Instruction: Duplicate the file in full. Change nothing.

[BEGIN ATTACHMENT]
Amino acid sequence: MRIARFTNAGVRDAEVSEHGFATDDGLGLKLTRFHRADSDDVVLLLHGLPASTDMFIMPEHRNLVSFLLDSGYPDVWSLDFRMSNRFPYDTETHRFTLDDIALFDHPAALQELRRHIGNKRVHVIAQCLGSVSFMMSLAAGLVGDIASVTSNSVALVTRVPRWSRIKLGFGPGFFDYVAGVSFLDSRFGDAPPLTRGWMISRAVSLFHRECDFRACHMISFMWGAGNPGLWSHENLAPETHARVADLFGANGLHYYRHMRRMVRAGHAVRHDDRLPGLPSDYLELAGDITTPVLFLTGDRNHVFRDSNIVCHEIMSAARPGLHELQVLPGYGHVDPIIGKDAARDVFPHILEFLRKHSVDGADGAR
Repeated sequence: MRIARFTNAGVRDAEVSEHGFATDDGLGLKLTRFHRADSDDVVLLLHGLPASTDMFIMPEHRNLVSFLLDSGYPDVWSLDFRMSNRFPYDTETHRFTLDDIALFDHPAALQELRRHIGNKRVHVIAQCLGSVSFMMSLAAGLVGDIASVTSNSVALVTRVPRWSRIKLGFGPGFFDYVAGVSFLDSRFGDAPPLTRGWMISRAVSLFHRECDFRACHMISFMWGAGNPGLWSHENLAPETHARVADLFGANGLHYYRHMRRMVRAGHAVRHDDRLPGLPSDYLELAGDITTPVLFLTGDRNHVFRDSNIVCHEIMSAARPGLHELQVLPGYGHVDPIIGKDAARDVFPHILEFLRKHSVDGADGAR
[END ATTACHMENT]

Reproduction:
Amino acid sequence: MRIARFTNAGVRDAEVSEHGFATDDGLGLKLTRFHRADSDDVVLLLHGLPASTDMFIMPEHRNLVSFLLDSGYPDVWSLDFRMSNRFPYDTETHRFTLDDIALFDHPAALQELRRHIGNKRVHVIAQCLGSVSFMMSLAAGLVGDIASVTSNSVALVTRVPRWSRIKLGFGPGFFDYVAGVSFLDSRFGDAPPLTRGWMISRAVSLFHRECDFRACHMISFMWGAGNPGLWSHENLAPETHARVADLFGANGLHYYRHMRRMVRAGHAVRHDDRLPGLPSDYLELAGDITTPVLFLTGDRNHVFRDSNIVCHEIMSAARPGLHELQVLPGYGHVDPIIGKDAARDVFPHILEFLRKHSVDGADGAR
Repeated sequence: MRIARFTNAGVRDAEVSEHGFATDDGLGLKLTRFHRADSDDVVLLLHGLPASTDMFIMPEHRNLVSFLLDSGYPDVWSLDFRMSNRFPYDTETHRFTLDDIALFDHPAALQELRRHIGNKRVHVIAQCLGSVSFMMSLAAGLVGDIASVTSNSVALVTRVPRWSRIKLGFGPGFFDYVAGVSFLDSRFGDAPPLTRGWMISRAVSLFHRECDFRACHMISFMWGAGNPGLWSHENLAPETHARVADLFGANGLHYYRHMRRMVRAGHAVRHDDRLPGLPSDYLELAGDITTPVLFLTGDRNHVFRDSNIVCHEIMSAARPGLHELQVLPGYGHVDPIIGKDAARDVFPHILEFLRKHSVDGADGAR